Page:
Origin: Isle of Islay (Scotland)
Type: Single Malt Scotch Whisky
Ageing casks: Ex-Bourbon
Added coloring: Yes
Average price: € 46.00
Official website: www.malts.com
It’s perhaps one of the best known whiskies among those who are more than occasional drinkers, and having also been the first of the whiskies I tried, it could only be the bottle that inaugurates this blog.
Its fame is also due to its easy availability (you can find it in almost every supermarket, not only in the big chains) and at a more than affordable price.
Poured into the glass, its oiliness is already evident from the waves it leaves on the glass, which together with its dark colour (thanks to the caramel colouring, which the distilleries swear on their mother’s lips is completely tasteless) can only make it very inviting.
Left to aerate for the necessary time (43 degrees certainly does not require much evaporation, let alone the addition of water), the nose is caressed by the aroma of peat, very intense and spicy, combined with marine notes and a certain sweetness in the background. Even an untrained nose can grasp its elegance, which for a mass-produced product is a small miracle, making it pleasant to linger over the aromas to grasp their evolution, trying to perceive every little nuance.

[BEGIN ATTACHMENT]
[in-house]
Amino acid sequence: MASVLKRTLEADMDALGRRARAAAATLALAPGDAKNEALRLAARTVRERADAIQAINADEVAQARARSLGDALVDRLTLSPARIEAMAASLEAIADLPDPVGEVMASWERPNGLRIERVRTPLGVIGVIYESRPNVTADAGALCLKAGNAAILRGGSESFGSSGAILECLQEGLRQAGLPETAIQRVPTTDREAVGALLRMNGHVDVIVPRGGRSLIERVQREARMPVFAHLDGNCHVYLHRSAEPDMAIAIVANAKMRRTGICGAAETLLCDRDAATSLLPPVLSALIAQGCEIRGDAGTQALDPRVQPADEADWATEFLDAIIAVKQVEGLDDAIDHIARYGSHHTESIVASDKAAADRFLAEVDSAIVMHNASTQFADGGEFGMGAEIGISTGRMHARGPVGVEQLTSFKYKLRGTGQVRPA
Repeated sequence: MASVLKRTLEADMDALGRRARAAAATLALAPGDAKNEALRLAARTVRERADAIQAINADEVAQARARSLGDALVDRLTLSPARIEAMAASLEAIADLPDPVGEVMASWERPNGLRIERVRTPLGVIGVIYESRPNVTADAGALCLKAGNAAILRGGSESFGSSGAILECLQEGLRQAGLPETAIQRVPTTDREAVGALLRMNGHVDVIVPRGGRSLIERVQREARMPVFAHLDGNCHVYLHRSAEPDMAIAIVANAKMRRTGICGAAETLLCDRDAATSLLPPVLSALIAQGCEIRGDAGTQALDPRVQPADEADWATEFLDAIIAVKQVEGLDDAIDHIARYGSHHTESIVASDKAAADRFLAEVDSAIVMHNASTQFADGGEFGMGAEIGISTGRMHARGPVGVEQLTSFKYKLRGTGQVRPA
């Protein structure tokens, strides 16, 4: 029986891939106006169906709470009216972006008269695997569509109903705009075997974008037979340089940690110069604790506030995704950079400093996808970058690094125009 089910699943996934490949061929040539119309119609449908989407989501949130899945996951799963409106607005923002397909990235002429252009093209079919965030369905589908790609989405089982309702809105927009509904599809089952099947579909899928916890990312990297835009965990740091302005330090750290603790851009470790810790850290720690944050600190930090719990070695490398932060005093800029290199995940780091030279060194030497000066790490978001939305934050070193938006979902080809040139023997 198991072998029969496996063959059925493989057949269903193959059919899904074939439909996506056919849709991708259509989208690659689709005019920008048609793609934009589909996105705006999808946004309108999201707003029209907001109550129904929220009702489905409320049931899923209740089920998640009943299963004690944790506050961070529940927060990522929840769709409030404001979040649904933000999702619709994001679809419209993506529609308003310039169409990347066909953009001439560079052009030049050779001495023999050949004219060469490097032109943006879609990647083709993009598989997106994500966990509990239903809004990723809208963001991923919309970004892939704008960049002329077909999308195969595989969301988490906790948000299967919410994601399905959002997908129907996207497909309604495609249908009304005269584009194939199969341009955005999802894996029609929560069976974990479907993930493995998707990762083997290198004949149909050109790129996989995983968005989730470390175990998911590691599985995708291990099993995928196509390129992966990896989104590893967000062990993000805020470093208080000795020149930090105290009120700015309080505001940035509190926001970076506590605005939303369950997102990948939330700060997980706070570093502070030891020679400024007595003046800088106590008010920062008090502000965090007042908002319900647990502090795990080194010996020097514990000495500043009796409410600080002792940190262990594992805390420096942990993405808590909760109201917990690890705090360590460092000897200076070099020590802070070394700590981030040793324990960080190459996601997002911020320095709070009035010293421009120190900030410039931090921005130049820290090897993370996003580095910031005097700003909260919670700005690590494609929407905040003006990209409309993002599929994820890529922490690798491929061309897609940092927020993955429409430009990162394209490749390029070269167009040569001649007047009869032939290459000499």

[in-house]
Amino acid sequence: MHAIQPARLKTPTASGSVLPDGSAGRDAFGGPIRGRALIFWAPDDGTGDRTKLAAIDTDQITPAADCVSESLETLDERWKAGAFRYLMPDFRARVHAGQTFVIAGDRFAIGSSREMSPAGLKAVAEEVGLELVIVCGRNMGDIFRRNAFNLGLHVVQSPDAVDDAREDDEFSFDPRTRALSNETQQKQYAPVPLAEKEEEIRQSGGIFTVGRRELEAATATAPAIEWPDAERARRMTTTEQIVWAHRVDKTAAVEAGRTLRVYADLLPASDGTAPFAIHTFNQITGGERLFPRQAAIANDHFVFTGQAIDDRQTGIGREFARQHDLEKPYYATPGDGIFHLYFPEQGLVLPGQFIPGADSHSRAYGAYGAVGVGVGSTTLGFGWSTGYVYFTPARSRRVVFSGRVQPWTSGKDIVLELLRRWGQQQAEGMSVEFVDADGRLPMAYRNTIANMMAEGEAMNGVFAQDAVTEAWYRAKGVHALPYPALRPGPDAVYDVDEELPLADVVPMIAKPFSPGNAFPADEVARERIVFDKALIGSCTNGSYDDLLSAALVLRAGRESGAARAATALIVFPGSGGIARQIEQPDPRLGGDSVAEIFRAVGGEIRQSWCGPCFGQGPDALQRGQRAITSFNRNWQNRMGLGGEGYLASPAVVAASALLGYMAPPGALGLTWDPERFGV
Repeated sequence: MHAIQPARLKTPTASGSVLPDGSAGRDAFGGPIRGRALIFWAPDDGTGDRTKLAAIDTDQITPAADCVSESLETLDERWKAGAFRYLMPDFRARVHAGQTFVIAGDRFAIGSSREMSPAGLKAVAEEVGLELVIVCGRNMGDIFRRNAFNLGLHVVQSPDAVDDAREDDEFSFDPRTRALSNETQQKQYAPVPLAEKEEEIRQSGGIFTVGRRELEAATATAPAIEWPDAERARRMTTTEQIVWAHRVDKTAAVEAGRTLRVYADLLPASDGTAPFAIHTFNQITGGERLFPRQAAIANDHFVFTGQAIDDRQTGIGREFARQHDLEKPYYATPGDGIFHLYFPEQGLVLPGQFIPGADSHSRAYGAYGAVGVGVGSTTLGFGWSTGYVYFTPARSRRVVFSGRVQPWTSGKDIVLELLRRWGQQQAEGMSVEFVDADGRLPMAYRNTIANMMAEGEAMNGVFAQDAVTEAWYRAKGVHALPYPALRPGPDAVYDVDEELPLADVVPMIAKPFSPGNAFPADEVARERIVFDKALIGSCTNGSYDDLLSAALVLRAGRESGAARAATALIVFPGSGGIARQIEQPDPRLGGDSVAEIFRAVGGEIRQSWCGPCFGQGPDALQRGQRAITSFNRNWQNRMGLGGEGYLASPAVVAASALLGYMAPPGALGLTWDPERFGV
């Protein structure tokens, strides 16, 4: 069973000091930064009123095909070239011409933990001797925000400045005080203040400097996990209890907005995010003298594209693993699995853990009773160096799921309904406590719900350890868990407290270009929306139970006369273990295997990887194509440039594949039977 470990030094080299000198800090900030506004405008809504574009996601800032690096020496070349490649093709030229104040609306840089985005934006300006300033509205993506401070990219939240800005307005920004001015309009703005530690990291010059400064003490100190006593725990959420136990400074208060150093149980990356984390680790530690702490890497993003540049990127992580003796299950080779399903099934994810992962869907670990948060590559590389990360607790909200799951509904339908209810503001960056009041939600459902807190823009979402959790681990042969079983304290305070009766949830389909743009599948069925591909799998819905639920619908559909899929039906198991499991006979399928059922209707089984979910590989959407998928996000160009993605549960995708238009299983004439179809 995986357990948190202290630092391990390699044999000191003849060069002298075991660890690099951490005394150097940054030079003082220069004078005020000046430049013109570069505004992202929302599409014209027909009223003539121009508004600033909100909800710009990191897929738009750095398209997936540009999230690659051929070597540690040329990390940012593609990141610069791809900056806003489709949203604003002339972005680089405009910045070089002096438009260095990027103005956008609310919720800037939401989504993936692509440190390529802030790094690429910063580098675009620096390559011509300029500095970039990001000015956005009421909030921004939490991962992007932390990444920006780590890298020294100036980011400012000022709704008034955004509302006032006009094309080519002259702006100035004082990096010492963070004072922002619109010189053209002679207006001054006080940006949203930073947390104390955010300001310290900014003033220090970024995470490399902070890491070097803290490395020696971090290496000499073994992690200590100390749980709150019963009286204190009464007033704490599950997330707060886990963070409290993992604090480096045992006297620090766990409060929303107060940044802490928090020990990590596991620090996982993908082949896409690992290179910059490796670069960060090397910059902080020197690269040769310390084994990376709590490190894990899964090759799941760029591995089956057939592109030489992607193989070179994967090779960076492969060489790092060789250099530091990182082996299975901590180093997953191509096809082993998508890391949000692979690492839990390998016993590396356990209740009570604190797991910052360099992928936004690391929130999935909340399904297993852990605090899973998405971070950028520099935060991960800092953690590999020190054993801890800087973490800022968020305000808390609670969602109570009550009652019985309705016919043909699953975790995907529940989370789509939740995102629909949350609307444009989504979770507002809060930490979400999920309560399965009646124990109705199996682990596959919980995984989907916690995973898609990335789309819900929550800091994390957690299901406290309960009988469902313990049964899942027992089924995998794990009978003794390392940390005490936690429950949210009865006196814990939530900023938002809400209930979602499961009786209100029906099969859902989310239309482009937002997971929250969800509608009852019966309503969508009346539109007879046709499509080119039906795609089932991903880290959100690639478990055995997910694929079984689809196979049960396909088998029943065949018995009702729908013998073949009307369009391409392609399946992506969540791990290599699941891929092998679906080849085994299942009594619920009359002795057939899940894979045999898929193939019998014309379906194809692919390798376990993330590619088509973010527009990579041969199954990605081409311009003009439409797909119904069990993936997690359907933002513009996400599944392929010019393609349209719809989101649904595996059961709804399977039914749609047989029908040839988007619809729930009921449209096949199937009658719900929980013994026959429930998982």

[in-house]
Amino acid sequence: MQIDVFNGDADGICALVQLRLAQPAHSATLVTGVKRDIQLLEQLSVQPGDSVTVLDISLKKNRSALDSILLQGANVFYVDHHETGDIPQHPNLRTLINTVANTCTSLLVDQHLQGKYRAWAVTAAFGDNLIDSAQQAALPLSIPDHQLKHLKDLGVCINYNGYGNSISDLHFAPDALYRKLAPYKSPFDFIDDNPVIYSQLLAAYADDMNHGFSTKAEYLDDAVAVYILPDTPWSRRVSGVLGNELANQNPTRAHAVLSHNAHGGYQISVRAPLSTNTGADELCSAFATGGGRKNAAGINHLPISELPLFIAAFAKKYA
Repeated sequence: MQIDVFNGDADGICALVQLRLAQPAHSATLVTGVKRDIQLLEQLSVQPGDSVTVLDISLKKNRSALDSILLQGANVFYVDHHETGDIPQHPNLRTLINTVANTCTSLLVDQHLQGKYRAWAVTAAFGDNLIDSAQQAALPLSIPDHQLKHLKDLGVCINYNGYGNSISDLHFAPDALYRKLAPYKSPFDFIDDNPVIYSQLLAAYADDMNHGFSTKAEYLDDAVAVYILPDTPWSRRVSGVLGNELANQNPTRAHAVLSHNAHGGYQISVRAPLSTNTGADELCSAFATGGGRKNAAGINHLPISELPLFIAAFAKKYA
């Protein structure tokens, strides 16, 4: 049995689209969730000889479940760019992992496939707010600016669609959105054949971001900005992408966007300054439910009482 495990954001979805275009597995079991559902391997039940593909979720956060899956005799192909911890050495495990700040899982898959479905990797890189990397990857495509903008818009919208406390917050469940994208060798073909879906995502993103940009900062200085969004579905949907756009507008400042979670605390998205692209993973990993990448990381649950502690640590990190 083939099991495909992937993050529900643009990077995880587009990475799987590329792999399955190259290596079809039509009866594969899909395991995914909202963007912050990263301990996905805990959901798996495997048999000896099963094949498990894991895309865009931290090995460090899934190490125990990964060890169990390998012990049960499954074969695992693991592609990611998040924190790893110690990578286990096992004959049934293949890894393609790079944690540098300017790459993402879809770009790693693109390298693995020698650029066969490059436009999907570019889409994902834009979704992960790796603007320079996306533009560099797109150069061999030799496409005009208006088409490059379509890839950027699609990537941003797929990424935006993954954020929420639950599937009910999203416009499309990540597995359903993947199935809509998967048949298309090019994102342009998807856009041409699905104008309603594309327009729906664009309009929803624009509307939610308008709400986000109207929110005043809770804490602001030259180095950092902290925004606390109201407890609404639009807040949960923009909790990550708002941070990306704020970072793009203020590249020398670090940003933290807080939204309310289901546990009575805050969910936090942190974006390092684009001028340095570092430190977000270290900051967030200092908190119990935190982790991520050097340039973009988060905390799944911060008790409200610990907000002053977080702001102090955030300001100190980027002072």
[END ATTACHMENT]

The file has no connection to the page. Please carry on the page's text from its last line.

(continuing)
The palate fully follows the scents of the distillate: smokiness and peat go hand in hand with marine notes, followed by sweetness and a few notes of wood and leather. It almost seems to have a consistency, the oiliness seen in the glass seems to be perceptible in the mouth as well.
And these flavours remain in the mouth for a long time, leaving a persistent and very pleasant salty peat.
Obviously, there is nothing I can add to one of the most-reviewed whiskies of all time, except that it’s perfect for starting out on an approach to this distillate, when you are trying to understand which notes best suit your tastes: if this whisky will satisfy you, then peat (and marine spirits) are for you!